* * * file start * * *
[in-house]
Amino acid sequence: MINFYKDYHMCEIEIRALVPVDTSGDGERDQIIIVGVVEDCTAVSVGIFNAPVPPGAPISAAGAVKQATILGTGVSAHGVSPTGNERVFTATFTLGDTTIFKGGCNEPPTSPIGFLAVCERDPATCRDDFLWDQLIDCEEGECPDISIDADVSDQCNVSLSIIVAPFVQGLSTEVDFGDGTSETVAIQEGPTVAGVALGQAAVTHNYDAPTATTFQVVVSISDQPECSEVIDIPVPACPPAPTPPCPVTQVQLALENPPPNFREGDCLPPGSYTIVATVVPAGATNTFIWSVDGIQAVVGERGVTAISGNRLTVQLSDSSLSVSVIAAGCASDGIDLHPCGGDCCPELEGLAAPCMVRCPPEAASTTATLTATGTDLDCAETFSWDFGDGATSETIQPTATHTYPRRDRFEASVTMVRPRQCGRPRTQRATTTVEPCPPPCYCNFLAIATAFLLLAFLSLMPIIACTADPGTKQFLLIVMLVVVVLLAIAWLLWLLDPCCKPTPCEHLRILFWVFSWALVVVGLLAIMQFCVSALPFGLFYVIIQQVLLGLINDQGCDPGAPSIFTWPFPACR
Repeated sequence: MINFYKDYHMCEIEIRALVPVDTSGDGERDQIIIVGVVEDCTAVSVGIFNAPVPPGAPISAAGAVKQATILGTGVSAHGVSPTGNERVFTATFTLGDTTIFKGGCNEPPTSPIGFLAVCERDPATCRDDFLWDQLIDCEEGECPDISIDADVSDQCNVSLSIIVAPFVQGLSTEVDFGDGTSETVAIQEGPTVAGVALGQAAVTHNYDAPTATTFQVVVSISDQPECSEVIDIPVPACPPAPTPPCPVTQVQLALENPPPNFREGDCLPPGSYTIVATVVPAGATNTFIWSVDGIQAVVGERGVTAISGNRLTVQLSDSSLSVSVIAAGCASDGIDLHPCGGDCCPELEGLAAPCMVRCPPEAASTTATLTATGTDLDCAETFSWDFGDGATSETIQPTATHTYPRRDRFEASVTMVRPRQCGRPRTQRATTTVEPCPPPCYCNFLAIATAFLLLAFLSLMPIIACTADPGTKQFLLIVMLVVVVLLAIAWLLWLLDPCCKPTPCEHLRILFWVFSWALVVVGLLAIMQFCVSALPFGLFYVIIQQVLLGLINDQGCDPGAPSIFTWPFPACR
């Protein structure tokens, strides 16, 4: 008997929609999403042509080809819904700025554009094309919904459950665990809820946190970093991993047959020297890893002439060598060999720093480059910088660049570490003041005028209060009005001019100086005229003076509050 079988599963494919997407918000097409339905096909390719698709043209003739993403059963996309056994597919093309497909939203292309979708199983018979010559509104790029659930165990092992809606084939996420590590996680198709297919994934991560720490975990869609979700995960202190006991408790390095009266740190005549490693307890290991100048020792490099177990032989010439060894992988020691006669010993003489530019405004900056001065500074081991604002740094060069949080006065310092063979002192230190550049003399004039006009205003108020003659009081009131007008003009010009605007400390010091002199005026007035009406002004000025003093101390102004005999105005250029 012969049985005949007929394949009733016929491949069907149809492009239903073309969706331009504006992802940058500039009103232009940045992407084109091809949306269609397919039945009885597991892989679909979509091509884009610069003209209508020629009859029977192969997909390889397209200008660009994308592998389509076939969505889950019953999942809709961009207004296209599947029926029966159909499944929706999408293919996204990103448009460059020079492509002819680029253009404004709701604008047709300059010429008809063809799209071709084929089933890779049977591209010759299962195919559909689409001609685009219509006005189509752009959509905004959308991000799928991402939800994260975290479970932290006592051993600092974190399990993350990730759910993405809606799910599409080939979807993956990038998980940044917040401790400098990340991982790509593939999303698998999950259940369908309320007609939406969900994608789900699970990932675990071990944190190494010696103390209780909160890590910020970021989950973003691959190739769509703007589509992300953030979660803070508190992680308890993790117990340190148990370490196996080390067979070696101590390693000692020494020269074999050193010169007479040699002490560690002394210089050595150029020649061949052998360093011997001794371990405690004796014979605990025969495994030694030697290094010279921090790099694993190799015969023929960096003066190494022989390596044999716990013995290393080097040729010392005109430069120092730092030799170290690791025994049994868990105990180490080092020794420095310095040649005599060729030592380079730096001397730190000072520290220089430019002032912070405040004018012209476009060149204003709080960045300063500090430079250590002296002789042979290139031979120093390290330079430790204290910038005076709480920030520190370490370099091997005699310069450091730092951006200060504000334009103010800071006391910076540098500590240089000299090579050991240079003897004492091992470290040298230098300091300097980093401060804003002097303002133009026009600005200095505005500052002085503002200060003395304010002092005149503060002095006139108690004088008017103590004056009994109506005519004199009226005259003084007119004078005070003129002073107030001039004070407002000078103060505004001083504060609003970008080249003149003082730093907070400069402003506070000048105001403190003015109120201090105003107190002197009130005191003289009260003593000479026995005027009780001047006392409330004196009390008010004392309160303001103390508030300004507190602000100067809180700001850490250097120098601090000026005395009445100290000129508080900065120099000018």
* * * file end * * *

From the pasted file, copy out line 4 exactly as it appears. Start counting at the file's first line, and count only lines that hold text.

């Protein structure tokens, strides 16, 4: 008997929609999403042509080809819904700025554009094309919904459950665990809820946190970093991993047959020297890893002439060598060999720093480059910088660049570490003041005028209060009005001019100086005229003076509050 079988599963494919997407918000097409339905096909390719698709043209003739993403059963996309056994597919093309497909939203292309979708199983018979010559509104790029659930165990092992809606084939996420590590996680198709297919994934991560720490975990869609979700995960202190006991408790390095009266740190005549490693307890290991100048020792490099177990032989010439060894992988020691006669010993003489530019405004900056001065500074081991604002740094060069949080006065310092063979002192230190550049003399004039006009205003108020003659009081009131007008003009010009605007400390010091002199005026007035009406002004000025003093101390102004005999105005250029 012969049985005949007929394949009733016929491949069907149809492009239903073309969706331009504006992802940058500039009103232009940045992407084109091809949306269609397919039945009885597991892989679909979509091509884009610069003209209508020629009859029977192969997909390889397209200008660009994308592998389509076939969505889950019953999942809709961009207004296209599947029926029966159909499944929706999408293919996204990103448009460059020079492509002819680029253009404004709701604008047709300059010429008809063809799209071709084929089933890779049977591209010759299962195919559909689409001609685009219509006005189509752009959509905004959308991000799928991402939800994260975290479970932290006592051993600092974190399990993350990730759910993405809606799910599409080939979807993956990038998980940044917040401790400098990340991982790509593939999303698998999950259940369908309320007609939406969900994608789900699970990932675990071990944190190494010696103390209780909160890590910020970021989950973003691959190739769509703007589509992300953030979660803070508190992680308890993790117990340190148990370490196996080390067979070696101590390693000692020494020269074999050193010169007479040699002490560690002394210089050595150029020649061949052998360093011997001794371990405690004796014979605990025969495994030694030697290094010279921090790099694993190799015969023929960096003066190494022989390596044999716990013995290393080097040729010392005109430069120092730092030799170290690791025994049994868990105990180490080092020794420095310095040649005599060729030592380079730096001397730190000072520290220089430019002032912070405040004018012209476009060149204003709080960045300063500090430079250590002296002789042979290139031979120093390290330079430790204290910038005076709480920030520190370490370099091997005699310069450091730092951006200060504000334009103010800071006391910076540098500590240089000299090579050991240079003897004492091992470290040298230098300091300097980093401060804003002097303002133009026009600005200095505005500052002085503002200060003395304010002092005149503060002095006139108690004088008017103590004056009994109506005519004199009226005259003084007119004078005070003129002073107030001039004070407002000078103060505004001083504060609003970008080249003149003082730093907070400069402003506070000048105001403190003015109120201090105003107190002197009130005191003289009260003593000479026995005027009780001047006392409330004196009390008010004392309160303001103390508030300004507190602000100067809180700001850490250097120098601090000026005395009445100290000129508080900065120099000018």